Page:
This post is the first in a new content series called Wamda Debates. Every other week, the Wamda team debates a topic, industry, or challenge in the Arab world to identify trends, solutions, and remaining gaps and brainstorm ways to address them.
Our first Wamda debate focused on the music industry in the Arab world. We discussed how the evolution of publishing mediums, from vinyl to cassette and CD to mp3, has affected monetization, and then turned our attention to the latest transformation disrupting the industry: music is turning from a product into a service.
Back in 1999, the advent of Napster kicked off this revolution by introducing an entirely new way to share and receive music. Though illegal, its peer-to-peer network allowed buyers to bypass traditional distribution channels (i.e. purchasing CDs from record labels). In response, Metallica sued Napster the following year for sharing an unreleased song recording.
The rise of platforms like Napster, and a continued lack of legal alternatives, made piracy the easiest way for listeners to find and share music online, but left the music industry fuming. The biggest opponent to platforms like Napster was actually the film industry, afraid to lose the integrity of their distribution as well.
To combat piracy and illegal song-sharing platforms, more recent companies like Pandora, Rdio, and most importantly Spotify (whose board of directors now includes Sean Parker, who initially co-founded Napster) have expanded to fill the gap of legal online song streaming. Coming full circle, Metallica recently decided to bury the hatchet with Parker and put their album on Spotify- a sign of the industry's swift transformation.
Spotify has direct agreements with record labels, digital distributors, and aggregators to whom they pay royalties (which eats up nearly 70% of revenues); these distributors then pay their recording artists and songwriters according to their specific contracts.
By offering a service that is relatively
inexpensive and easier to
use than pirate sites, Spotify is able to maintain its hegemony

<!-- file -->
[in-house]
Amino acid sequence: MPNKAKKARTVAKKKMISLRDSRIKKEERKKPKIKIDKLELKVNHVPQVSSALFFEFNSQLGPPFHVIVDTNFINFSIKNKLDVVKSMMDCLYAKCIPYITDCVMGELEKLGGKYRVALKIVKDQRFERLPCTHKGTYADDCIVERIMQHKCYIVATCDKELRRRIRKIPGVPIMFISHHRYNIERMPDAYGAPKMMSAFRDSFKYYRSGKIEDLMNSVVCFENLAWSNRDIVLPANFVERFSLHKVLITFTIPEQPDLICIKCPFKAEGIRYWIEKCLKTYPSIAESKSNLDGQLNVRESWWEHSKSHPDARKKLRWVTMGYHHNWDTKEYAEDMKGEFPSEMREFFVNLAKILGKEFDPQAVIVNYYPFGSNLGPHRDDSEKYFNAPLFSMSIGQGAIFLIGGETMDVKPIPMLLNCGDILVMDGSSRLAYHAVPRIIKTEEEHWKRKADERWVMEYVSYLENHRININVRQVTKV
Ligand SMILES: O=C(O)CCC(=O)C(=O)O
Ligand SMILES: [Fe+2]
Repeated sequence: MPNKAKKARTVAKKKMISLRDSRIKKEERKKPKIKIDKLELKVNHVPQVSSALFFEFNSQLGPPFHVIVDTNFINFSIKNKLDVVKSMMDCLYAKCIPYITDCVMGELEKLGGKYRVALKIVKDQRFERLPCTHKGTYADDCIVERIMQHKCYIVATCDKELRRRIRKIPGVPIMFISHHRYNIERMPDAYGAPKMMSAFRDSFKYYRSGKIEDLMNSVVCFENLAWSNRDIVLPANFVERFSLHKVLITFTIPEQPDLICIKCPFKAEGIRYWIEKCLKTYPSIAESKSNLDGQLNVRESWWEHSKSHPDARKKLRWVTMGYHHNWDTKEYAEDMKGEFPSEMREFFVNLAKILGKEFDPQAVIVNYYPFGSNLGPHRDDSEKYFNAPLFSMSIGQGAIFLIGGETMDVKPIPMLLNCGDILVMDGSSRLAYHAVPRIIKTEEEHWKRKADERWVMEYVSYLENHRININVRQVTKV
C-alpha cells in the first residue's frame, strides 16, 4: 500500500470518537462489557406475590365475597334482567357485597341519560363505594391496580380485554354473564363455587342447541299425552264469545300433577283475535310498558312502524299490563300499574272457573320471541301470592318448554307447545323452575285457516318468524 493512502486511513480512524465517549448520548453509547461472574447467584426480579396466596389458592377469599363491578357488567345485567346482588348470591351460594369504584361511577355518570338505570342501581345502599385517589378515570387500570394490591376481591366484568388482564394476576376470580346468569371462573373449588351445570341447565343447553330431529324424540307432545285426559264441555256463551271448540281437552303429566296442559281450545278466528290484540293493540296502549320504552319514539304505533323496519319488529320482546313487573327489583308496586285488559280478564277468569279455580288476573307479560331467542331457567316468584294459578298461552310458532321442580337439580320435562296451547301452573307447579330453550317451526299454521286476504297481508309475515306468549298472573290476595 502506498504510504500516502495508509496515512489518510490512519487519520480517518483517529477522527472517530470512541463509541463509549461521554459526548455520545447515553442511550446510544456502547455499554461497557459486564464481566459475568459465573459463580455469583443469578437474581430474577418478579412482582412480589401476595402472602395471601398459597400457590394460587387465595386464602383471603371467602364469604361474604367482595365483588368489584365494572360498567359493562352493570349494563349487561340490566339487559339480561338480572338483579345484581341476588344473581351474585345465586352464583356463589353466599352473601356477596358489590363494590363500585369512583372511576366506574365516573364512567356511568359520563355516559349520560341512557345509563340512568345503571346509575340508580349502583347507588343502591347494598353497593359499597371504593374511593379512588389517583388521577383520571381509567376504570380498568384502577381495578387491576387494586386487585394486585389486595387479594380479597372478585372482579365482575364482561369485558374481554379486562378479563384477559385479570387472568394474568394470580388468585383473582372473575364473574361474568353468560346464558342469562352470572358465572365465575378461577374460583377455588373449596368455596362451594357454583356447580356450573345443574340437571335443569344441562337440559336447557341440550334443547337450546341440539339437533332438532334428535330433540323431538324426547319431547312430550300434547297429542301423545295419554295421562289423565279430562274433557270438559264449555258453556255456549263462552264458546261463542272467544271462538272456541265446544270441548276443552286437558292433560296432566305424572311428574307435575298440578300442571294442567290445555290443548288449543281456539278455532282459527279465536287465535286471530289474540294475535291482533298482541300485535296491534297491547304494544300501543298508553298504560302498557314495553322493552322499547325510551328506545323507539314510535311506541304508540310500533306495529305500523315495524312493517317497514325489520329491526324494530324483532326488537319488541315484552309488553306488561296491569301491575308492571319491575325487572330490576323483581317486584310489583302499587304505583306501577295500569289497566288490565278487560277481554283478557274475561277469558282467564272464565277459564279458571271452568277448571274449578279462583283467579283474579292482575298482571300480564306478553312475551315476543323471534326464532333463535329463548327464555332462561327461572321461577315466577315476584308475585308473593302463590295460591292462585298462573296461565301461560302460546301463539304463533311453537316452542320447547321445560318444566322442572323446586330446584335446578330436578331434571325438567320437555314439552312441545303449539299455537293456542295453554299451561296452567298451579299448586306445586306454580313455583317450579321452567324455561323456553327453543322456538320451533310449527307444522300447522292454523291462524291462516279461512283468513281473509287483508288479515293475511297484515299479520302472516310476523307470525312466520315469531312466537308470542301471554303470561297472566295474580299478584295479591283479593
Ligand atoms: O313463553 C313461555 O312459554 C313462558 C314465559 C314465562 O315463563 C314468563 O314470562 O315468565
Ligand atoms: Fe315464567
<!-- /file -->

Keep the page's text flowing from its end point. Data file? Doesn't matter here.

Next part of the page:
in the streaming market and attract new customers willing to try
limited streaming for free (thanks to ads) or premium unlimited
streaming for $10 per month, despite the fact that pirated tracks
are often free.
How do you consume music?
One of the most interesting parts of the discussion for me was to see how others get their music. At Wamda, perhaps by virtue of being an international team, we each have very different ways of discovering, streaming, and collecting music. Some of us use platforms like Anghami, SoundCloud, and Grooveshark to listen to and find new music. Others, unsatisfied with the discovery capabilities of these platforms, use online radio sites like Last.fm, Soundtracker.fm, and in-region portal Musicalism.fm to discover new artists.
To consume music, some of us use iTunes to purchase singles or albums, while others only rely on streaming or borrowing music from our friends. There are clearly many ways to discover and consume music, even among a small team.
All of us agreed, however, that a platform should have a good discovery tool or recommendation system to help you learn about and try new artists- the online version of the knowledgeable record store guy, if you will. Yet this crucial element often leaves something to be desired on current platforms.
Music Revenue Models